These large, big leaved plants can produce many fruits. They taste better here in the Dominican Republic because they are ripened right on the plant and not picked green like the ones shipped to other destinations. Choose a red, yellow or green banana/ guineo that can be eaten without cooking. Try a green to yellow platano that needs to be cooked to be eaten either plain or served in many imaginative forms. A fresh sweet yellow banana, nothing tastes or smells better.
The pineapple, simply called piña here, can be found growing in Dominican Republic. The ones sold in the streets here are usually vine ripened. This makes the piña taste so much better than ones you get outside of the country.
They can be purchased in almost any spot in the country, especially when they are in season. Vendors always have them either whole or cut for you to enjoy right on the spot. Some vendors cut them in a spiral way that you can hold like a lollypop. Do not be afraid to eat the core as it is soft and sweet just like the outside fruit.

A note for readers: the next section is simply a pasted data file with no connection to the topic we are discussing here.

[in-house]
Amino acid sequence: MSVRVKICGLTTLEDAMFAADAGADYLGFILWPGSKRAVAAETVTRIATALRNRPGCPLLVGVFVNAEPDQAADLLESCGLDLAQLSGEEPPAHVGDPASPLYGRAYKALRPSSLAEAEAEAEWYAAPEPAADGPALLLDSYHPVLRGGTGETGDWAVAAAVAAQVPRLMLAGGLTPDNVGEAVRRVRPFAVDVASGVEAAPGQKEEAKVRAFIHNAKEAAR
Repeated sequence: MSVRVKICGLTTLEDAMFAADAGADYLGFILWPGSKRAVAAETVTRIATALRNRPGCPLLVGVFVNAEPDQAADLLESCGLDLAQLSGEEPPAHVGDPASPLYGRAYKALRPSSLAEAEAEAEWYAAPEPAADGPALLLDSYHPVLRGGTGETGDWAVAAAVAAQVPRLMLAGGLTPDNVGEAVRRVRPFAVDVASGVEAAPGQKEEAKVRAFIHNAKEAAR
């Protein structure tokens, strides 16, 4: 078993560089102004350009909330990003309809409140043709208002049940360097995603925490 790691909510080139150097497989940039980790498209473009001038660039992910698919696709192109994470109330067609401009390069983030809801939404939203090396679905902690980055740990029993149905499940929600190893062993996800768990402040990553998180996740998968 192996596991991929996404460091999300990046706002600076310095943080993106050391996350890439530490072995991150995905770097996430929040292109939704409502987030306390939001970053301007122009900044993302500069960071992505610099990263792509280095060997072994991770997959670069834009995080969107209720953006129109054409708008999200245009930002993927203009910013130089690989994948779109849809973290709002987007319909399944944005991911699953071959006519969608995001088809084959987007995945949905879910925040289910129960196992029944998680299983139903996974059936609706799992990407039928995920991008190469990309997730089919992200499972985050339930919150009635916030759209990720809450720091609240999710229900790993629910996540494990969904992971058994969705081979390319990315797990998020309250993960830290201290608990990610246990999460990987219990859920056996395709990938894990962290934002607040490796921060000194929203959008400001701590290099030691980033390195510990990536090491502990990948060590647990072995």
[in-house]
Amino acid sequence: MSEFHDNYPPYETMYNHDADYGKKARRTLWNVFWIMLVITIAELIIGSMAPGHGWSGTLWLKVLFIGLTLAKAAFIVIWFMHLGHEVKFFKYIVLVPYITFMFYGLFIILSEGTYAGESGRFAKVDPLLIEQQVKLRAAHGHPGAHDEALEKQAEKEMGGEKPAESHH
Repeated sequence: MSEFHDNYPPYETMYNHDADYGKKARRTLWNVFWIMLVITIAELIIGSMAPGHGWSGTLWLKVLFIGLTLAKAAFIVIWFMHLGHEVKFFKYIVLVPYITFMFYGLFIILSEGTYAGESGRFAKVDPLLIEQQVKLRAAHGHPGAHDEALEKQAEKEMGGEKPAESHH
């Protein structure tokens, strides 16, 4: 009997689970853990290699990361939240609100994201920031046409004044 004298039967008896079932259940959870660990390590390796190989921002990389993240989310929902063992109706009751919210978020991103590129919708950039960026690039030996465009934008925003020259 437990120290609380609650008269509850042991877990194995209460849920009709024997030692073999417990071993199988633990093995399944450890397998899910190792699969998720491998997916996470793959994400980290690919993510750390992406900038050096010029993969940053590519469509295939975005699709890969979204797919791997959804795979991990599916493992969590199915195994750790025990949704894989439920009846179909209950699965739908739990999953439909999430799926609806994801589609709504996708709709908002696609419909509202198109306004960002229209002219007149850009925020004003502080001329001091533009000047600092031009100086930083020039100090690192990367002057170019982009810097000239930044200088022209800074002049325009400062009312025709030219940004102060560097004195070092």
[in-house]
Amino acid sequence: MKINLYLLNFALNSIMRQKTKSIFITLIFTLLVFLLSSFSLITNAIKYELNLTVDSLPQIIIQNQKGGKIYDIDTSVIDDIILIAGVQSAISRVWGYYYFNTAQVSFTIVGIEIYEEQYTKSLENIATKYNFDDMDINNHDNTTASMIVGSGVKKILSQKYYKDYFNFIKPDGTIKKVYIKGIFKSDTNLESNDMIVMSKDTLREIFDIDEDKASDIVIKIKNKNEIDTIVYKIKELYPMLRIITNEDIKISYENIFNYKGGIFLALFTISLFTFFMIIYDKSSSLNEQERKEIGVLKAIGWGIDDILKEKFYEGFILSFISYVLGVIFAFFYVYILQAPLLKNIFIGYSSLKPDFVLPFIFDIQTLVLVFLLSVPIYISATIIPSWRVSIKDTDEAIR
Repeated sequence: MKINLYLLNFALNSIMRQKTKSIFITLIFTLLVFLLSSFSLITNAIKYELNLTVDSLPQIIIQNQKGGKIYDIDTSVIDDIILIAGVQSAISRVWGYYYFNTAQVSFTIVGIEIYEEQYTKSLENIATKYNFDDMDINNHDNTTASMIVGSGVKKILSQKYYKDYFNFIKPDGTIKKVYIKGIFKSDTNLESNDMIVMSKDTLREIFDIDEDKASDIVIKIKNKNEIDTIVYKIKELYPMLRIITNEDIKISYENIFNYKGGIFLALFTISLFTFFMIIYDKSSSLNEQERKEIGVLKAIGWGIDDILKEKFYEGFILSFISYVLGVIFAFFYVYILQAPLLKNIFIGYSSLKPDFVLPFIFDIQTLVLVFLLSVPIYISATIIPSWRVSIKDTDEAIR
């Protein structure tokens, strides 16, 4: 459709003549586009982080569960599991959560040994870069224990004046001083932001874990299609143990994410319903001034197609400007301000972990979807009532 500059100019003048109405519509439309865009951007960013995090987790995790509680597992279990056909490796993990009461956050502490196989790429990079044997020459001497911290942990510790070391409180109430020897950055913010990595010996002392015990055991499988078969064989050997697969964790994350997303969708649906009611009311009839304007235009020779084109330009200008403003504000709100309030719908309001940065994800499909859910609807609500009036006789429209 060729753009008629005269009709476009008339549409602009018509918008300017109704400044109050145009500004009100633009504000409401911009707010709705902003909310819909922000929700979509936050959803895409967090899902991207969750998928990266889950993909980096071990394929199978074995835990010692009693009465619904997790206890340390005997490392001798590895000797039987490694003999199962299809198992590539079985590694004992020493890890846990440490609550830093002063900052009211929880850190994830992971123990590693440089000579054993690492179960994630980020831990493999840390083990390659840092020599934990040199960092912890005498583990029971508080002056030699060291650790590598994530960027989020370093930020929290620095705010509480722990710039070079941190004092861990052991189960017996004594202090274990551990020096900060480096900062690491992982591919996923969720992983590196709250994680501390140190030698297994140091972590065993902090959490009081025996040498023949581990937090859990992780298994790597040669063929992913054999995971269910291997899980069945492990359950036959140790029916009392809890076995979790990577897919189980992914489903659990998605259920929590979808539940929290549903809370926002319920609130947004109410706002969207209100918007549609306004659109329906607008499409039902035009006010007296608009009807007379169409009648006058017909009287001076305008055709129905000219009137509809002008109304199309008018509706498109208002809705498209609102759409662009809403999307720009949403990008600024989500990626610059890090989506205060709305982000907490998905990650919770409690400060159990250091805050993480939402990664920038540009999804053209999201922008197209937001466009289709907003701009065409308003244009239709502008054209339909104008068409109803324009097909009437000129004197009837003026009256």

The Mango is a well-known fruit that grows on a tall tree. The tree makes lots of fruits that are very sweet and juicy. There are many different varieties of mangos grown in DR.
The mango makes for some messy eating and it is well worth the mess. I suggest eating it with a knife instead of just biting into the fruit. This way you get all the juice in your mouth and not down the arm. Also, the pulp is very stringy and if you don’t have dental floss or a toothpick handy you will be digging at your teeth all day trying to remove the little fibers from between and this can get annoying. Another way to enjoy an overly ripe mango is biting through the skin and just sucking out the juice. It may sound strange but you should try it. It is very satisfying.
Mango fruits are wonderful and refreshing so please do not pass them up. They make a wonderful Batida (blended frozen drink) with some ice, milk or carnation, and a little sugar in a blender. I love to freeze this milkshake type drink for a freshening icy treat.